A mesmerizing portrait of the director as acclaimed artist and tortured human being.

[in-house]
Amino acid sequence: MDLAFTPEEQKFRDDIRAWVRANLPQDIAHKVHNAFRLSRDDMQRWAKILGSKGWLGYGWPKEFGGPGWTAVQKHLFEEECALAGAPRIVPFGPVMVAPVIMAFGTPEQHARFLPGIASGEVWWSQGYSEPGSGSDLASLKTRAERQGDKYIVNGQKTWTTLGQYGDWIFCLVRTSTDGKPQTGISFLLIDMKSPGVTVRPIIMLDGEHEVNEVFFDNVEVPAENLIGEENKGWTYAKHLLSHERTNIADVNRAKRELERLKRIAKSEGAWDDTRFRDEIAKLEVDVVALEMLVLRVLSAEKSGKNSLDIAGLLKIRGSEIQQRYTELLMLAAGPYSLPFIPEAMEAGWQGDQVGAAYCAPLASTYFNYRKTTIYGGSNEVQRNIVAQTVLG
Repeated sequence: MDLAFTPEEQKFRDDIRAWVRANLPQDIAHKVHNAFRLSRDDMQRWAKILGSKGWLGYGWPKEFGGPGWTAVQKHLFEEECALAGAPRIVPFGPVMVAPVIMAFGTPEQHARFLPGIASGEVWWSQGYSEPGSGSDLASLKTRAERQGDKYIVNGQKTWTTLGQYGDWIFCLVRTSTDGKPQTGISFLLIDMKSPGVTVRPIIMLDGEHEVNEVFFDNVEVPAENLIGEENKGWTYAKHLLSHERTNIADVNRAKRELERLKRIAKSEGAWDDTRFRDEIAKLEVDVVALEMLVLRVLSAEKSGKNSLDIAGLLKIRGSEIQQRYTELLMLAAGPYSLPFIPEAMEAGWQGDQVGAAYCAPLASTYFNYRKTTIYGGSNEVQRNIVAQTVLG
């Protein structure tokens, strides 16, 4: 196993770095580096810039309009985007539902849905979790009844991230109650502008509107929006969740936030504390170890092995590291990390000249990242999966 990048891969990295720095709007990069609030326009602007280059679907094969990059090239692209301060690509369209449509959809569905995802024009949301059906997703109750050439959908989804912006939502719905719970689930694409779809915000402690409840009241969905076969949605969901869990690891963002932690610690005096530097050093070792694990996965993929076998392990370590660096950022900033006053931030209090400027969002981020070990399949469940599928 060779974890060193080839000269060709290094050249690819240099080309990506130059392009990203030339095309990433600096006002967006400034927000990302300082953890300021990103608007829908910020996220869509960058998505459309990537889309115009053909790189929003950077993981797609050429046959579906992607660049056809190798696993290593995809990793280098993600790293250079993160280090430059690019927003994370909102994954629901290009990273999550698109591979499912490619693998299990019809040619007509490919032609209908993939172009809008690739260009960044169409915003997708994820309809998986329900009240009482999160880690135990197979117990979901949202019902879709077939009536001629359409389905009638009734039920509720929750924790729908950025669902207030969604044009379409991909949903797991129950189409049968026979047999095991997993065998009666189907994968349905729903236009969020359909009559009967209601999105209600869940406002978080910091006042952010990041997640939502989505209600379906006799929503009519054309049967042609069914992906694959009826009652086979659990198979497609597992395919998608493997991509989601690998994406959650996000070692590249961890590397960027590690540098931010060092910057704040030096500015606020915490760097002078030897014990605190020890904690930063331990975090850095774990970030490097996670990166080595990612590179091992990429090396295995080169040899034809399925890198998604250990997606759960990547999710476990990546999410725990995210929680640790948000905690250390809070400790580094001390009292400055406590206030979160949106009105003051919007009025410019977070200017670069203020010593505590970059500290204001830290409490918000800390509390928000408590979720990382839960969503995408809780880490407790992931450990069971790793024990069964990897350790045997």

The toxic influence of the media and the double-edged allure of celebrity form the pervasive themes of “Roman Polanski: Wanted and Desired,” a mesmerizing portrait of the director as acclaimed artist and tortured human being. But documaker Marina Zenovich goes even deeper in her thoroughly researched account of the notorious 1977 statutory rape case, pulling auds into the dense thicket of legal issues and sordid behavior — not all of it Polanski’s — that led the director to flee to Europe. Picked up by HBO and the Weinstein Co., searing pic will be wanted and desired by discriminating auds, fests and broadcasters worldwide.On Feb. 1, 1978, Polanski boarded a plane from Los Angeles to France (where he remains to this day), eluding sentencing after pleading guilty to unlawful sexual intercourse with a minor. Pic recounts the widely reported details of that 1977 episode, in which a magazine photo shoot at Jack Nicholson’s home on Mulholland Drive ended with Polanski allegedly administering champagne and quaaludes to 13-year-old Samantha Gailey before assaulting her. Beautifully structured pic lays out the concrete facts with methodical text scrolls, but complicates the viewer’s perception of the case with chilling, contrasting snippets of testimony from Polanski and Gailey herself. And without lightening Polanski’s burden of responsibility, Zenovich shows how a rabid press corps and an unfathomably corrupt judge conspired to thwart the case’s proper outcome. Judge Laurence J. Rittenband (he died in 1993) is one of the few figures involved with the case not interviewed here and, unsurprisingly, emerges as the true villain of the piece. He comes across as a self-aggrandizing sleaze who relished high-profile celebrity cases but cared more about his reputation than the interests of justice. It’s a perception that might seem caricaturish were it not substantiated by the film’s two most measured and authoritative voices: Roger Gunson, the assistant D.A. who prosecuted the case, and Polanski’s attorney, Douglas Dalton. Gunson, Dalton, a host of court reporters and legal experts, and Gailey herself (now Samantha Geimer) absorbingly recount how concern for the girl — and reluctance to put her on the stand — led to a plea bargain. Docu might have been stronger with a voice or two questioning the morality of this decision, which reduced Polanski’s six counts to the lesser unlawful-sex charge and would have resulted in probation. But Zenovich’s film trusts auds to be appropriately repulsed by Polanski’s actions, alerting them instead to the less juicy but no less heinous crime — the reckless abuse of power — committed in the proceedings. At great length, pic details how Rittenband intended a much harsher sentence, egged on by an ill-timed photo of a seemingly unrepentant Polanski out on the town. At every step, the film portrays the news media as an insidious presence, locked with Rittenband in a relationship of mutual manipulation. (In a similar vein, considerable screen time is devoted to the 1969 murder of Polanski’s wife, Sharon Tate, to which many reporters responded with slanderous suggestions of Polanski’s culpability.) The legal maneuvers and talking heads alone (Geimer, who publicly forgave Polanski in 1997, is among the most eloquent and rational) would have furnished a meaty documentary, but “Roman Polanski: Wanted and Desired” is above all a film fascinated by its subject and his paradoxes. Polanski was celebrated early on for his artistry, success and irresistible charm, yet also viewed by some as a “malignant, twisted dwarf” whose sensual appetites and unapologetic taste for young women add troubling layers to a dense psychological portrait. Zenovich cleverly if somewhat glibly underscores pic’s psychological insights with clips from the director’s films, sampling from “Repulsion,” “Knife in the Water,” “Chinatown,” “The Tenant” and, most prominently, “Rosemary’s Baby,” whose own horrific rape scene and haunting lullaby (a remix of which plays over the end credits) here convey a sense of innocence violated. Best use of all, however, is of his 1961 black-and-white short film “The Fat and the Lean,” which wittily sums up the relationship between Rittenband and Polanski. Pic reps a treasure trove of archival material from the ’60s and ’70s, with Tate’s filmed appearances providing piercing moments. Other tech credits, notably Mark Degli Antoni’s score, are top-of-the-line.